The Dunwoody City Council approved adding $60,000 to the budget for renovation to the Donald-Bannister Farm at its Sept. 26 meeting.

The Dunwoody Preservation Trust will pay $50,000 of that amount with the city covering the remaining $10,000.

The Donald-Bannister Farm is located at the corner of Chamblee Dunwoody Road and Vermack Road. (Special)

City Parks & Recreation Director Brent Walker explained to the council that the original contract awarded to Diversified Construction of Georgia to build public bathroom facilities was for $225,600. But additional costs to the existing barn structure, including replacing the existing roof, bumped up the total needed to $285,600.

Walker said in a memo to the council that the additional repairs coupled with additional change orders requested by the Dunwoody Preservation Trust were reasons for the increased price tag.

“Theese additional costs will be paid through the $50,000 donation made by the Dunwoody Preservation Trust and $10,000 from the Donaldson Bannister Farm Site Improvement Capital Fund,” Walker stated.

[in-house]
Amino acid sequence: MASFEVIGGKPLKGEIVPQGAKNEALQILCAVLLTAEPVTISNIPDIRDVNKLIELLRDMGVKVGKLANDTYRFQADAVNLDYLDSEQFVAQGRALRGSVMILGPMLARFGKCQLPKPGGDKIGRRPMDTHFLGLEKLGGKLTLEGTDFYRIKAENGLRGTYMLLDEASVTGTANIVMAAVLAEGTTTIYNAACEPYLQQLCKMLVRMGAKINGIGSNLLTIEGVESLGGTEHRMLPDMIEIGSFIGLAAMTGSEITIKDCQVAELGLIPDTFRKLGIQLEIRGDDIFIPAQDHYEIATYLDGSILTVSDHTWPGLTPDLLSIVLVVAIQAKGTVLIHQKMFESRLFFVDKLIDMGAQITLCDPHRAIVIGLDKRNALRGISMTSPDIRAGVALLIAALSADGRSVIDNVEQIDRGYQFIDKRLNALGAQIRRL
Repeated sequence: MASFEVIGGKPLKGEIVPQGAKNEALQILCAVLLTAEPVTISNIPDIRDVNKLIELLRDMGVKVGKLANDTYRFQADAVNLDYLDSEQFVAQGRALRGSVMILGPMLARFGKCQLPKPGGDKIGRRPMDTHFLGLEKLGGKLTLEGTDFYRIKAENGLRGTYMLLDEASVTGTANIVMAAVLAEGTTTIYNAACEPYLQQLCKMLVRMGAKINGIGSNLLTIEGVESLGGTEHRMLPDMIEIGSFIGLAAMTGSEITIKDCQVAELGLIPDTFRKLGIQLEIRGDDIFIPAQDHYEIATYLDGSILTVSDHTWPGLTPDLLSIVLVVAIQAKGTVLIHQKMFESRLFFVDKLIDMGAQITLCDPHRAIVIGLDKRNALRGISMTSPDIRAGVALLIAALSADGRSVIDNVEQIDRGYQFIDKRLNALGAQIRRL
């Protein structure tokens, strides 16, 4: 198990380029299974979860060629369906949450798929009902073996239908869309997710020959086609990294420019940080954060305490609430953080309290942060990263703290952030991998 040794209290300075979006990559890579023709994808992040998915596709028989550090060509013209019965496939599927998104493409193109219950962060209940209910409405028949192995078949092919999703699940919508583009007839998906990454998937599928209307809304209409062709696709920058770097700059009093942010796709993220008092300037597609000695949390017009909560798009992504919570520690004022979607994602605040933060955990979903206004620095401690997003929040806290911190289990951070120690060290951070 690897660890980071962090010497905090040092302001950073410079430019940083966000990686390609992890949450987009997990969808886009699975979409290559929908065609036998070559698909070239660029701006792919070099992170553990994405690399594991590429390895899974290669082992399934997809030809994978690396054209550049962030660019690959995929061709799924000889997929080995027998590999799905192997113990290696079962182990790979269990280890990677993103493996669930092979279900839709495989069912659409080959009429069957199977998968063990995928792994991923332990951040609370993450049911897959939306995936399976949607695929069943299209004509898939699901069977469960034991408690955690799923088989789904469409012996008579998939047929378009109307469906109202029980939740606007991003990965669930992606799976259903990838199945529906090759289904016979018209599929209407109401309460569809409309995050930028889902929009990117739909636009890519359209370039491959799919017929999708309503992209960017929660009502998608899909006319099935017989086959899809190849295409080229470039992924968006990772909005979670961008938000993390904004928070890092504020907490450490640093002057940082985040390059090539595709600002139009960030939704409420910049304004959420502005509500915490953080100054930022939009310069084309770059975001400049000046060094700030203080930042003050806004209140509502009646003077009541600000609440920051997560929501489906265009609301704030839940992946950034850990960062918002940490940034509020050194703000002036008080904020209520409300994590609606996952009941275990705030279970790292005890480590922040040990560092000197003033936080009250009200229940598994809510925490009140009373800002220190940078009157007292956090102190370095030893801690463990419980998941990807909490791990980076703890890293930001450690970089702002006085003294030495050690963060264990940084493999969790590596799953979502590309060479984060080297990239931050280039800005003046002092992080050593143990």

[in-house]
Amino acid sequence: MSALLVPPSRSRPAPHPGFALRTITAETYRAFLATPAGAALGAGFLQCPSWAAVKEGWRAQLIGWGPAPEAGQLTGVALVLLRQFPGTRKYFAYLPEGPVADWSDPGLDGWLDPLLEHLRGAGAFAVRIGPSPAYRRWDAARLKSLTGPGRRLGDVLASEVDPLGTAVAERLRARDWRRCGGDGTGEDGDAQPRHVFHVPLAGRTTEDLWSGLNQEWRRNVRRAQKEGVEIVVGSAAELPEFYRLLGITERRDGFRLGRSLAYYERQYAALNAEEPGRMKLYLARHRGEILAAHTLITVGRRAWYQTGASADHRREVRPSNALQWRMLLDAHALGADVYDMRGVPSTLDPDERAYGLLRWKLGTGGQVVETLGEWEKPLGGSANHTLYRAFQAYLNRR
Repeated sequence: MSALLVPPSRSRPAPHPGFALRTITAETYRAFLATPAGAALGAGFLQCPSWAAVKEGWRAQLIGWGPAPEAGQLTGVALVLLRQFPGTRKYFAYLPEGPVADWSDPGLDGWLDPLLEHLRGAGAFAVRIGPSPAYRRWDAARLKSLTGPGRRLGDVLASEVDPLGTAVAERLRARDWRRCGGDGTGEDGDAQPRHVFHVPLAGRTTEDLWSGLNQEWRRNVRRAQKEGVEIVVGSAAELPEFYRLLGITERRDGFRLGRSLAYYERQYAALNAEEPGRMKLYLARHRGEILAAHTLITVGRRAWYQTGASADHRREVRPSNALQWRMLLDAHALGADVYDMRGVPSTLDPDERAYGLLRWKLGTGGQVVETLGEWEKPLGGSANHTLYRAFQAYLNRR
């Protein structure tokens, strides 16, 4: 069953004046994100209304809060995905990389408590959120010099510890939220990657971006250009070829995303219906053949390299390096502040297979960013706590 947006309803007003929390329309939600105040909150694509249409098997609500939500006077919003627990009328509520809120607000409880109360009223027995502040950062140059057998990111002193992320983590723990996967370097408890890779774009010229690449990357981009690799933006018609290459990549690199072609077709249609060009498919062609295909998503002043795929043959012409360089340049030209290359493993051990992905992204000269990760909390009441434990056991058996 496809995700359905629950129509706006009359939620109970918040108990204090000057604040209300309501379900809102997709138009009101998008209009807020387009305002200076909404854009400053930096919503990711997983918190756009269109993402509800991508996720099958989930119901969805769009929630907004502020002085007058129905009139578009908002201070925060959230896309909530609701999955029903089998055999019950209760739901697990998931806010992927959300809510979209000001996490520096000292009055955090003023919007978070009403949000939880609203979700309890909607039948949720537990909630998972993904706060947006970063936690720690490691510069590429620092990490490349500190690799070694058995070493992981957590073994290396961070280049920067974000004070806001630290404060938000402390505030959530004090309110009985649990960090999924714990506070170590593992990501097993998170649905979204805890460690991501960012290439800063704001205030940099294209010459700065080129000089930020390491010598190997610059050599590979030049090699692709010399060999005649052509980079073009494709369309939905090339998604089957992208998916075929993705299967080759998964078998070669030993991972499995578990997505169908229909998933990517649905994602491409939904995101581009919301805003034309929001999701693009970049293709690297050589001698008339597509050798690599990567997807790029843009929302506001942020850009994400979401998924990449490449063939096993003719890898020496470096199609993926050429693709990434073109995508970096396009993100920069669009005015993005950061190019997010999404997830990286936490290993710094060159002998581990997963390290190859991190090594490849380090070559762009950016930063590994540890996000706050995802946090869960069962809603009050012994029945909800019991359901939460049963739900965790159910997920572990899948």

Built in 1867, the Donald-Bannister Farm is the second oldest home in Dunwoody; since 2009, it has been listed on the National Register of Historic Places.

In 2014, the city began taking steps to repair and renovate the farm for public use. The City Council last year approved a $167,500 bid from Midwest Maintenance for installation of new supporting floor joists, support beams and rear wall replacement, based on a structural engineer’s report on the city-owned home.

Estimates to completely repair and renovate the farm property have come in at about $4 million to $5 million. In January, the Dunwoody Preservation Trust updated the City Council on the renovation project.

Former City Council member Danny Ross, and his wife, Queenie Ross, were instrumental in preserving the old house. The couple also tried unsuccessfully this year to save the theater at Brook Run Park.